Friday, February 3, 2023

Comments by gloria fenton

Showing 4 of 4 comments.

  • Indeed. You could go to another doctor. Stop taking the prescriptions (very gradually), add another med, or add one and drop one. But, this isn’t good advice without knowing the child, her history, iow, without doing a thorough workup. To me, it is scary and presumptuous for medical professionals to give advice without additional information.
    What if great harm comes to the child as the result of following online advice from someone who isn’t in a position to offer such specific medical direction?

    This comment won’t survive long, so I’ll send it to Bob, too. I wonder if he is aware of the legal liability he may incur by offering this platform in this manner?

  • What was it that gave you such relief, Charlotte? Was it talk therapy? Talking to a therapist who wasn’t tied into the medical model? What helped you lose the weight you struggled to lose foe so long, specifically? I am looking for help in this area and am stuck. I enjoyed reading your story, and yet I can’t figure out how to apply what you did, to address my eating issues.
    Thanks

  • Nathan M.D. Princeton
    Mad in America, filled with venom disguised as fact, is a general attack on the treatment of severe mental illness. This book is propaganda, not scholarship. Whitaker’s message resembles that of the small but vocal anti-psychiatry movement, which has long opposed medication and involuntary treatment for the mentally ill.

    The book sets out to prove that psychiatry is a morally bankrupt profession, based upon the actions of some misguided and even malicious caretakers of patients.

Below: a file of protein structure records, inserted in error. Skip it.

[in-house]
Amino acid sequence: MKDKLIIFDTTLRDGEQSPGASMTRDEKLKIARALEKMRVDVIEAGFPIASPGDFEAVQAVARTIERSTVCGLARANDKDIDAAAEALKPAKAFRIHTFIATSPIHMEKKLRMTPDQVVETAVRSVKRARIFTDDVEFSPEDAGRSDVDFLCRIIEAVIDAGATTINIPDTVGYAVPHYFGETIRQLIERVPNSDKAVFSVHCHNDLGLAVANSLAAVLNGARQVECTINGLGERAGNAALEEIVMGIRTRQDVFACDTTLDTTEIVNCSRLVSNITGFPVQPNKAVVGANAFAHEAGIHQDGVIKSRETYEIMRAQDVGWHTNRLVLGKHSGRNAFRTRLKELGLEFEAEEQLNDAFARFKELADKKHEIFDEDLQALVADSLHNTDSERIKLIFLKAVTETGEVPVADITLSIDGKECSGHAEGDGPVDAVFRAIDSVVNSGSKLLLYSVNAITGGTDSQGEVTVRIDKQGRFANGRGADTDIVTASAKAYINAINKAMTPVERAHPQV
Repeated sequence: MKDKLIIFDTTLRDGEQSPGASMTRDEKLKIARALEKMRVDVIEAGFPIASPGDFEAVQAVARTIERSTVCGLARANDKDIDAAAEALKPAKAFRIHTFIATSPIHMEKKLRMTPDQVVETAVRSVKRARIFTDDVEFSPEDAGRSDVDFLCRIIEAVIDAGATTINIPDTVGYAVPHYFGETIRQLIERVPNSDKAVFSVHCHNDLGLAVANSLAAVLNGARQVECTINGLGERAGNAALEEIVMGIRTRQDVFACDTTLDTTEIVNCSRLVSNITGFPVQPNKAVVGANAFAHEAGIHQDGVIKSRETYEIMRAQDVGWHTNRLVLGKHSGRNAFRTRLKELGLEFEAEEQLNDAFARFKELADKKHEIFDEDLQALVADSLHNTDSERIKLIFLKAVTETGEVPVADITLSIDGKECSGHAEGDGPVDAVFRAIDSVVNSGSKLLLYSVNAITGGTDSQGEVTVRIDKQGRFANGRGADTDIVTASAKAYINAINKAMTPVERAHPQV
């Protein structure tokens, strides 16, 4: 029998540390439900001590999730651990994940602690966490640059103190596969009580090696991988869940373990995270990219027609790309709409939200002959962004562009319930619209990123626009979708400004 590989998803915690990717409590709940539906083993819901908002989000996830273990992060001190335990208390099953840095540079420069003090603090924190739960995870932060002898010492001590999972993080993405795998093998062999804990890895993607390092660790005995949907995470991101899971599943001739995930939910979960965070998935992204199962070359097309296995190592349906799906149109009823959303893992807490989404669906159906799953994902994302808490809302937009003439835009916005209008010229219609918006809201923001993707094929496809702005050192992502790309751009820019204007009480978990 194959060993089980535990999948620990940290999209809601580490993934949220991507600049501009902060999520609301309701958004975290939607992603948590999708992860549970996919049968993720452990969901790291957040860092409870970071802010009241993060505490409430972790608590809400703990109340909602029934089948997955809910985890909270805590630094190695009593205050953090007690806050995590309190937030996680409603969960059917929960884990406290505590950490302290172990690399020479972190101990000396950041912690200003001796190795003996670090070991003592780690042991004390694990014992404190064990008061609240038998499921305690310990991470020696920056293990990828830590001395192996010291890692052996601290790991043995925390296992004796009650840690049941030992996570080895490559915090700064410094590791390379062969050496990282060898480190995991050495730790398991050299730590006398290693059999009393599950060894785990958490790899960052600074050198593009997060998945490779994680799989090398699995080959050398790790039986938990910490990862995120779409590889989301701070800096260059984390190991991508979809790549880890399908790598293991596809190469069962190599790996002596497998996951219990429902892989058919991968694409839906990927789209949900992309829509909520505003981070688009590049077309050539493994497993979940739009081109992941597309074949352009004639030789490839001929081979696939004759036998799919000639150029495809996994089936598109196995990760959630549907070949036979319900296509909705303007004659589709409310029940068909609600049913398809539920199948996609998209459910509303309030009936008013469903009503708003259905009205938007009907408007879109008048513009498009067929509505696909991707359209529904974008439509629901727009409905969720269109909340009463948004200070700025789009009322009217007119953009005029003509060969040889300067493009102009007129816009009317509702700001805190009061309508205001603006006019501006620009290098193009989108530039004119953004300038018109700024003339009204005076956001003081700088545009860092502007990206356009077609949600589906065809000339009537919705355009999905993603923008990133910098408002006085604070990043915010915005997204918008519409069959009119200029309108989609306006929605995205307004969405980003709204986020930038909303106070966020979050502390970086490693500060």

Certainly, the days of forced sterilizations and lobotomies as “treatments” for schizophrenia have left a black stain on psychiatry that may never be removed. The antipsychotic-drug revolution of the mid-20th century was overrated. Outcomes didn’t improve as the institutions emptied patients into cities and towns that didn’t provide adequate support for them. Even today, antipsychotic drugs are less effective and more problematic than anyone would like — although they’re still an indispensable part of the lives of millions around the world.

    Unlike Beam, Whitaker doesn’t clearly address how the quality of psychiatric care is proportional to the resources allocated to it, and how our society — not just psychiatry — has often chosen not to care for the mentally ill properly. The anti-psychiatry movement has unsuccessfully lobbied to outlaw involuntary treatment in any circumstance — even when schizophrenia impairs sufferers’ judgment to the point where they reject all help and their illness makes them a threat to themselves or (rarely) others.

    Whitaker makes inflammatory, though subtle, allusions to slavemasters and Nazis. And he judges psychiatry solely by those who have perverted its practice, while ignoring any evidence of progress that is incompatible with his premise. Psychiatry and other medical fields have had their share of quackery, but we must work to improve, not eliminate, mental-health care. Who would seriously suggest that we ban chemotherapeutics and vilify oncologists simply because our treatments for cancer remain dangerous and often ineffective?

    Both books reviewed here include epithets for the psychiatrically ill that carry over into the text and should offend any sensible reader. While “insanity” and “madness” were widely used terms at one time, they now seem as dated and degrading as older terms used to denote race.